The Most Revd Justin Welby reportedly met the prime minister earlier this month with concerns that Christians in Syria will be largely excluded from the 20,000 refugees due to come to the UK over the next five years.

The Government, in line with European Union policy, is committed to taking in refugees from UN camps in Syria and neighbouring countries. It cannot discriminate in favour of any one religious group.

But the Archbishop has raised concerns that Christians have avoided refugee camps because of fears of persecution from rogue Islamist groups operating inside refugee camps.

In a speech in the House of Lords last Monday, Archbishop Welby said that “within the camps there is significant intimidation and radicalisation, and many particularly of the Christian population who have been forced to flee are unable to be in the camps.”

He went on: “ What is the Government’s policy of reaching out to those who are not actually in the camps?”

He then raised the issue with Mr Cameron in a private meeting. A source said: “Justin Welby spoke to David Cameron about this. he raised his concerns.”

The Archbishop’s intervention follows concern raised by his predecessor Lord Carey, who wrote in the Telegraph of his concern over the plight of Christians.

Lord Carey wrote: “The frustration for those of us who have been calling for compassion for Syrian victims for many months is that the Christian community is yet again left at the bottom of the heap.

“Mr Cameron’s policy inadvertently discriminates against the very Christian communities most victimised by the inhuman butchers of the so-called Islamic State.

“Christians are not to be found in the UN camps, because they have been attacked and targeted by Islamists and driven from them. They are seeking refuge in private homes, church buildings and with neighbours and family.”

Refugees who want to come to the United States will also be required to apply through the United Nations.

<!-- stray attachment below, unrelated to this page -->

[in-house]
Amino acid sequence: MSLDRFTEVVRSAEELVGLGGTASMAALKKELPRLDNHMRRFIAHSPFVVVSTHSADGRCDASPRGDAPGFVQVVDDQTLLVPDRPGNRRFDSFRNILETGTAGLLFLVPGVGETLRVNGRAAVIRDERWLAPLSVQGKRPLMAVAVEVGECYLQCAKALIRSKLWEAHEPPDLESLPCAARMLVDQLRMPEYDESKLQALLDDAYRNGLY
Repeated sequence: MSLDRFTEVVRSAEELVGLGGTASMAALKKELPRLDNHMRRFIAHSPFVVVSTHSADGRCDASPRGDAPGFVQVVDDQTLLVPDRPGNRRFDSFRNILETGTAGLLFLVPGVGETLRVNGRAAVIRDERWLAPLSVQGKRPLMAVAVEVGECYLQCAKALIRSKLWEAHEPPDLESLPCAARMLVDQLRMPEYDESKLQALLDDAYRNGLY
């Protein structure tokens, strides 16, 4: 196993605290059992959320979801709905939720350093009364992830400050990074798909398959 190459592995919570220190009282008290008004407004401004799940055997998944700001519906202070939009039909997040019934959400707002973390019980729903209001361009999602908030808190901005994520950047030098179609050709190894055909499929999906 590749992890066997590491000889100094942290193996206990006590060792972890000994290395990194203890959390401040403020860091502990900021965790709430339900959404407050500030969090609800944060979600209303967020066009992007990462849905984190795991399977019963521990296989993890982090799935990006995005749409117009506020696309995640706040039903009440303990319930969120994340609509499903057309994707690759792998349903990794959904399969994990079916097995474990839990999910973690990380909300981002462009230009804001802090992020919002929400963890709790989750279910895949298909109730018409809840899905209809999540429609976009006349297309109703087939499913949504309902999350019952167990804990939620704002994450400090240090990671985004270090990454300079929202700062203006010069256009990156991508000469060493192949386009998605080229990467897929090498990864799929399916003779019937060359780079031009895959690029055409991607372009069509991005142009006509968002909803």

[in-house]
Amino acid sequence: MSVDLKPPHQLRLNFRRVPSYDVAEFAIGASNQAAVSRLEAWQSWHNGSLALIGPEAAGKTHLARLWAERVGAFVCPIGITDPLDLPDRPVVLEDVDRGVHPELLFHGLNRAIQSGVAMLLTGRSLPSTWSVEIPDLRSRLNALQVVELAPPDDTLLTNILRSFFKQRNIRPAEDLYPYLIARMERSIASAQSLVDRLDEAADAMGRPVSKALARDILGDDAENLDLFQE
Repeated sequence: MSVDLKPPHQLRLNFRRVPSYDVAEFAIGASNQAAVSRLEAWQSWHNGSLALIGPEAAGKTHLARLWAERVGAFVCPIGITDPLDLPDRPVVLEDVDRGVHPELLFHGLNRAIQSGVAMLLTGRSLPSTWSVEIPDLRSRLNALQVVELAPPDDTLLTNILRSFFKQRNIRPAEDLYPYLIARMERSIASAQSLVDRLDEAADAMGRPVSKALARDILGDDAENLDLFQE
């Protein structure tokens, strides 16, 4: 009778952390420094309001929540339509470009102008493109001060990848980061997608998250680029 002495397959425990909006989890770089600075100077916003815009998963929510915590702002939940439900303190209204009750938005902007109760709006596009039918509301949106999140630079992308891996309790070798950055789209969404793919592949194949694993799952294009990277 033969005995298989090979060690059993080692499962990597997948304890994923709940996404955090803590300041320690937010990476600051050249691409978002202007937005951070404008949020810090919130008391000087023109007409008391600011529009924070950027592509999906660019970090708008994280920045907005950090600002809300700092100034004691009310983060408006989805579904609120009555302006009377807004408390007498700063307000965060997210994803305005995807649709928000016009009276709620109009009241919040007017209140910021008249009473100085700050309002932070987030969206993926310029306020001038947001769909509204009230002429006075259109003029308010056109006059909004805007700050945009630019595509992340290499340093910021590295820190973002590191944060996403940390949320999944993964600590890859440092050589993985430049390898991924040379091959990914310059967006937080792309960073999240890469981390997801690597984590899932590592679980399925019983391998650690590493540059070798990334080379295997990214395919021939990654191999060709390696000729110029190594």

“A combination of European cowardice and awful American foreign policy has led to a mass Muslim migration that will affect the whole world,” Bill O’Reilly stated on The O’Reilly Factor  last week.

Lt. Col. Ralph Peters (Ret.) disagreed somewhat with that assessment.

“I think you were much, much too soft on President Obama and a bit too hard on the EU,” Peters began.  ”If America doesn’t lead, it doesn’t happen.”

Peters went on to issue a scathing indictment of Obama’s numerous foreign policy failures, and put the blame for the refugee crisis squarely on his shoulders.

“Just look at a map of the Middle East … on George W. Bush’s  last day in office. There is broad peace across the Middle East and North Africa, Iraq was finally convalescing, and as you pointed out — Obama promptly, to please his America-hating base, abandons Iraq, backs the Muslim Brotherhood in Egypt, gets rid of Gaddafi without a plan for what goes after, threatens Assad…then does nothing, doesn’t listen to the intelligence community when for years they’re telling him about Islamic State coming — then tries to blame the intelligence community, [and] launches feckless airstrikes. The combination of his fecklessness and cowardice, his rhetorical bravado, and utter incompetence are responsible.”

He added that “the spectacle you’re seeing –those refugees – hundreds of thousands of refugees, those millions in the camps — they’re Obama’s refugees. The hundreds of thousands of dead — in Syria, Iraq and elsewhere — they’re Obama’s dead.”

“Wait a minute, wait a minute,” O’Reilly interjected.

“No! Listen to this. Two thousand years of Christian civilization destroyed on his watch!” Peters exclaimed. ”That’s on Obama. When America doesn’t lead, nothing happens.”